From my experience, depends on the equipment that creates the IPSec tunnel and if it is route or policy based.
For route based IPSec tunnels, equipment normally adds it as another interface and you can monitor that directly in MIB2.
For policy based... monitoring something on the far side, like the internal IP of the far end, is probably best. A loopback can work to avoid the false positive of the far end network dropping but the device still up, but in policy based tunnels it is probably more work to create than not and the tunnel is really only useful if there are things talking over it.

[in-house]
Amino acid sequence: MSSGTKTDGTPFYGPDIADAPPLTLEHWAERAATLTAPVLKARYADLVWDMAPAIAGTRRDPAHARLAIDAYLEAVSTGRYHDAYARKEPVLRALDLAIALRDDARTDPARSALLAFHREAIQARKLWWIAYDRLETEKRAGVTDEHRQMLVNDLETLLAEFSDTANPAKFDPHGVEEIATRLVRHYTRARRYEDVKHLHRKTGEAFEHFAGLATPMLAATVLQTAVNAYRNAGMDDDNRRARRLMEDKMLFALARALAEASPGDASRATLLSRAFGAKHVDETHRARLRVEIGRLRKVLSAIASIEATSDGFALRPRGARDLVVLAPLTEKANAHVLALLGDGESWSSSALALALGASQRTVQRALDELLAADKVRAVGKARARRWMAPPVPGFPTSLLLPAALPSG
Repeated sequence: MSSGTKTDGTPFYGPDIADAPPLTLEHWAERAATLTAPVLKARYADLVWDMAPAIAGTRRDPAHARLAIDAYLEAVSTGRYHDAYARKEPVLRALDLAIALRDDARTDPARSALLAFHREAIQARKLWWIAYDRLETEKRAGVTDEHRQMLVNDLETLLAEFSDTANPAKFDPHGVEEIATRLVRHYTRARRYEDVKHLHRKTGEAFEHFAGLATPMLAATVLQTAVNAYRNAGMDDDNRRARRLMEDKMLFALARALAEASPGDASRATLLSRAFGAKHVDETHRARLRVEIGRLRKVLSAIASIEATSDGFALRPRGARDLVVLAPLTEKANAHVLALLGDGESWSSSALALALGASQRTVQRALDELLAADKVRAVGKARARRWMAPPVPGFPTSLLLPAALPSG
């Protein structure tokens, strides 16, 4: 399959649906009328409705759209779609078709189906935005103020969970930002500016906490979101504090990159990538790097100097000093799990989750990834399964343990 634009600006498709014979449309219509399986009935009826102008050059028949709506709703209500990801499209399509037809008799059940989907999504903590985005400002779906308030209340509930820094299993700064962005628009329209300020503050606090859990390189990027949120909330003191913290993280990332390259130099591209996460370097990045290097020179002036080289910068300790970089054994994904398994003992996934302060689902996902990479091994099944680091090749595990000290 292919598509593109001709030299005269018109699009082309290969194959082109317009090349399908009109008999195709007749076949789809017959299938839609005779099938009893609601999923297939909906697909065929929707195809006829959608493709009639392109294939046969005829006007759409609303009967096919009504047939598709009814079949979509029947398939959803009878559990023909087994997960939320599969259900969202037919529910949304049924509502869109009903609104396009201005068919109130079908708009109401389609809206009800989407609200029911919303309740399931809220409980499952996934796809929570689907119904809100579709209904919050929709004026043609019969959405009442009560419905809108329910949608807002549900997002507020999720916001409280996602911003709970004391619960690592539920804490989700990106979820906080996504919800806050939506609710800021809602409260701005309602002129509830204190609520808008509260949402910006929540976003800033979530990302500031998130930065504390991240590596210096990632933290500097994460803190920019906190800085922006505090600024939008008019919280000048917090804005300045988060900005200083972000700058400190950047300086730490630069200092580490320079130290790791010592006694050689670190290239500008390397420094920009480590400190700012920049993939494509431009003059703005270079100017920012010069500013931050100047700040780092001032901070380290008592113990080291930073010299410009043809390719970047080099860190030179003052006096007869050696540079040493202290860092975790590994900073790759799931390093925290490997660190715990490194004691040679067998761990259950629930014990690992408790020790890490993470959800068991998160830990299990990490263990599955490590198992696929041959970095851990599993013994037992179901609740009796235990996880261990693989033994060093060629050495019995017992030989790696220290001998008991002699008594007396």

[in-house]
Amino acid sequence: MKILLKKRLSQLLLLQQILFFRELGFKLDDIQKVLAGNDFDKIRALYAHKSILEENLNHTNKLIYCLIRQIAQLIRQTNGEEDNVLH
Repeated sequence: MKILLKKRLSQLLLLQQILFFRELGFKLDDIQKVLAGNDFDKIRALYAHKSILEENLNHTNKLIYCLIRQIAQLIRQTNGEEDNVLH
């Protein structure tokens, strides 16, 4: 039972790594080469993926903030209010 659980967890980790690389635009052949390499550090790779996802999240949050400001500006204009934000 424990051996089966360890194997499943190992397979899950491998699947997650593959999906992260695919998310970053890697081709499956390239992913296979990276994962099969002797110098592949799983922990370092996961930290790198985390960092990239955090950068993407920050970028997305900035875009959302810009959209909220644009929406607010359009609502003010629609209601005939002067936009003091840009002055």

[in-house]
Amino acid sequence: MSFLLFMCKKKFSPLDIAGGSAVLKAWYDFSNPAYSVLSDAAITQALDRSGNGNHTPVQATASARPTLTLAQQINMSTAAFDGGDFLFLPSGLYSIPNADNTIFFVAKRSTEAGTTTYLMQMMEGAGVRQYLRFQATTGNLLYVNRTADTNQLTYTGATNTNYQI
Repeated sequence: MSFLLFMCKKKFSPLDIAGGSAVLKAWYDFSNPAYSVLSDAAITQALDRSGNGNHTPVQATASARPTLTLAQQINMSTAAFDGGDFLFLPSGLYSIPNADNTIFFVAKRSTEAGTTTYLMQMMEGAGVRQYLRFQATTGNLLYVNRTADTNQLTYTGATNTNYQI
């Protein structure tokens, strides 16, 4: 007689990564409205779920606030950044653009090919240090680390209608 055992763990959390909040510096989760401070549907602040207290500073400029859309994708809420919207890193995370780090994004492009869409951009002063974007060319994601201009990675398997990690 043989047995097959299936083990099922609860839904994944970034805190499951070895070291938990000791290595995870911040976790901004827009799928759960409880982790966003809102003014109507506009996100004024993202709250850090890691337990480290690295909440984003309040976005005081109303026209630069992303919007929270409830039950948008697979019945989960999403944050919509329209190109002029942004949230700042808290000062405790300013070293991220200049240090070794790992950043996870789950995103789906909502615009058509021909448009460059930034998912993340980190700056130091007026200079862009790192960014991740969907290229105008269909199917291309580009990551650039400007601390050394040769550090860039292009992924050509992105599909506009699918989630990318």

I'd just go ahead and monitor the far side. Simple and, if the far side is down in monitoring, you know that the tunnel isn't working (either tunnel down or far side equipment problem; either way the tunnel is not passing traffic).